Thank you for your attention if you're still reading ;), and would be enormously grateful, if you could give me some insight on the topic...
8 years ago
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#6678
Accepted Answer
The Gnostic tradition has been present in all of the great cultures of humanity, including the Russian. No one is forgotten by God.

The lack of resources related to that culture on this site is just a reflection of the idiosyncrasies of our instructors. We look inwards when determining what to share outwardly, and many of us have affinities with particular cultures or spiritual traditions that manifest in the types of teachings we offer.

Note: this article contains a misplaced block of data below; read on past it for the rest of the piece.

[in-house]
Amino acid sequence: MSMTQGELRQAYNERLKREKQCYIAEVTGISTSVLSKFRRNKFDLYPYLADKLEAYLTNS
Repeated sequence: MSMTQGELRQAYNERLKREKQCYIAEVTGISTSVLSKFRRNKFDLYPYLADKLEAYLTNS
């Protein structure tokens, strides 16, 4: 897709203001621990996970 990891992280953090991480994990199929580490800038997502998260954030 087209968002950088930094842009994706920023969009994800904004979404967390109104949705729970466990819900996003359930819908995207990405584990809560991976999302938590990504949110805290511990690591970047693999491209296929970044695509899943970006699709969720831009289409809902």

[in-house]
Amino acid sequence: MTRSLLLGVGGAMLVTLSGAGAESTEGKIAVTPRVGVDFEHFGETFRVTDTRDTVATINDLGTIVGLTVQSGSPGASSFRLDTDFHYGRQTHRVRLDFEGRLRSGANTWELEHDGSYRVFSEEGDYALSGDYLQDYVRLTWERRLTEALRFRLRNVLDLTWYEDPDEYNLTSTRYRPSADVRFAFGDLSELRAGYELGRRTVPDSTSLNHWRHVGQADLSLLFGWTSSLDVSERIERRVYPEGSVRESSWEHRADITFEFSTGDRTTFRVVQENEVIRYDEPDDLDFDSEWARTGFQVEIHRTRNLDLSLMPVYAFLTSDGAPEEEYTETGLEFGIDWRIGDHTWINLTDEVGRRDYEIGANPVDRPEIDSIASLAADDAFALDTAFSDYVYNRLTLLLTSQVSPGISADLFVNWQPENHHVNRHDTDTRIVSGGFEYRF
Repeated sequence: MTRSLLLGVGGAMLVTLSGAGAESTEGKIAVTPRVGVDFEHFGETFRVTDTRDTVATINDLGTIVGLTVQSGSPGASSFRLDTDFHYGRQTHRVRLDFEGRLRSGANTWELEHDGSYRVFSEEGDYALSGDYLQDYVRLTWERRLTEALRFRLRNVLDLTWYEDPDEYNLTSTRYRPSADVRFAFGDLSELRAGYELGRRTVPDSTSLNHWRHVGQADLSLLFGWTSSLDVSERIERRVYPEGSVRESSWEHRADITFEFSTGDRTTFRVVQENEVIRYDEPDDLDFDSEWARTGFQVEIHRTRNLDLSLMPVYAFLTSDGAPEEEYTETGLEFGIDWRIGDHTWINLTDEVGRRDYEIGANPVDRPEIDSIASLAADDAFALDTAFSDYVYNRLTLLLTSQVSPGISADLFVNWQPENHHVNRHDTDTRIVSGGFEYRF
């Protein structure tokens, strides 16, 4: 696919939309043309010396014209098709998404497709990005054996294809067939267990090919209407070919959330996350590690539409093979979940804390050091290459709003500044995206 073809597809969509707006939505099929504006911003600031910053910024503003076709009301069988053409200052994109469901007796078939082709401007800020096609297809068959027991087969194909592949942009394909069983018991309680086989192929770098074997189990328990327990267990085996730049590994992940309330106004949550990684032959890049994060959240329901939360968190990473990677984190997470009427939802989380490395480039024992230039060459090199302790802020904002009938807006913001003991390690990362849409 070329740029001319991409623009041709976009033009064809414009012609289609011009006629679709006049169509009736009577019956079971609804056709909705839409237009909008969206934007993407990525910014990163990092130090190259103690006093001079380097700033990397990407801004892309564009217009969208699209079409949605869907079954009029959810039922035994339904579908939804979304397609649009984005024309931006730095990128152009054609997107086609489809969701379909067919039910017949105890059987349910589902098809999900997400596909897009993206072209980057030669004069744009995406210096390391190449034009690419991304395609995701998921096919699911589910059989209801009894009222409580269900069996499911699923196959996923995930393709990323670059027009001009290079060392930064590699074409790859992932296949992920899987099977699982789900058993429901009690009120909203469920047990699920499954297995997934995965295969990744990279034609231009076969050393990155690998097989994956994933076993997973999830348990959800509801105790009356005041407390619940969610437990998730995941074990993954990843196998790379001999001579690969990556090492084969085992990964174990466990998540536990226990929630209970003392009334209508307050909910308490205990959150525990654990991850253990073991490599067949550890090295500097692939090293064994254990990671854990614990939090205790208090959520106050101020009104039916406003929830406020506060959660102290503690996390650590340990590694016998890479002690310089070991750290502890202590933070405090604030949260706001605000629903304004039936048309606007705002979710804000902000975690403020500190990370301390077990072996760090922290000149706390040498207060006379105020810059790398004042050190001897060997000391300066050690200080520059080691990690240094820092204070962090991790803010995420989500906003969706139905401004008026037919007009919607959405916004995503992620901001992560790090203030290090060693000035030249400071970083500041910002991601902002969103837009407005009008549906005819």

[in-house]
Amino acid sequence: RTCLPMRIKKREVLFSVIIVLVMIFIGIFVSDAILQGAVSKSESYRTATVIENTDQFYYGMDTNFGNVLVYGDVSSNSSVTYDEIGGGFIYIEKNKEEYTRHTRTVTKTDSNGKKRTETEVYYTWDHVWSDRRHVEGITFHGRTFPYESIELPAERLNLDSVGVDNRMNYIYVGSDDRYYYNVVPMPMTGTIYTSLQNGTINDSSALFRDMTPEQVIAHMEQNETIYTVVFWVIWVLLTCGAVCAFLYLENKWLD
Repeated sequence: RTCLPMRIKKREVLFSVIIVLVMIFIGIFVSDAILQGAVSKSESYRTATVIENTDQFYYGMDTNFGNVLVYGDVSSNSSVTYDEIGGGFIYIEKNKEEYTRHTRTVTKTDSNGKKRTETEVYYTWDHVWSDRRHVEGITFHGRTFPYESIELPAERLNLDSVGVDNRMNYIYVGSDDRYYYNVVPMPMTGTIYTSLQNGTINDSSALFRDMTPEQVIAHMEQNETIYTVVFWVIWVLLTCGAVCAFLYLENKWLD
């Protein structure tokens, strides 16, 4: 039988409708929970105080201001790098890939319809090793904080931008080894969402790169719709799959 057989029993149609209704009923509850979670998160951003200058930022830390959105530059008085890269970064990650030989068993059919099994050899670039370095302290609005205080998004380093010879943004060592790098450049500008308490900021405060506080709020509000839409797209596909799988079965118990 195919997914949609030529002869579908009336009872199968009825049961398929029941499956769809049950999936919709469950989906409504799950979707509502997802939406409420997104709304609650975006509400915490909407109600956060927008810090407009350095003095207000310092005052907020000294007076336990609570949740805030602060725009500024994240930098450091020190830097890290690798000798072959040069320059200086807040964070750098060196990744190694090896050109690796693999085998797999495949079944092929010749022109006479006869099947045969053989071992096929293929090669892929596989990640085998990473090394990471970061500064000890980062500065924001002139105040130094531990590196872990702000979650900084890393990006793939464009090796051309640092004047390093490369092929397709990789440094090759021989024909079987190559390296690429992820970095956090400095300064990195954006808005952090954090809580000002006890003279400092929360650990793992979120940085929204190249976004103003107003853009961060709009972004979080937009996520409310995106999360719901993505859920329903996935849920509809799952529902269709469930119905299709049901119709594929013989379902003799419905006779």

What is important is not the cultural mantle the teachings wear, but rather the root knowledge, the Gnosis, that is at the center of them all. We hope that by offering the teaching from many different perspectives, students will be able to see through the veils of culture and belief, and arrive at a genuine understanding of what Gnosis is really about.
8 years ago
·
#6678
Accepted Answer
The Gnostic tradition has been present in all of the great cultures of humanity, including the Russian. No one is forgotten by God.

The lack of resources related to that culture on this site is just a reflection of the idiosyncrasies of our instructors. We look inwards when determining what to share outwardly, and many of us have affinities with particular cultures or spiritual traditions that manifest in the types of teachings we offer.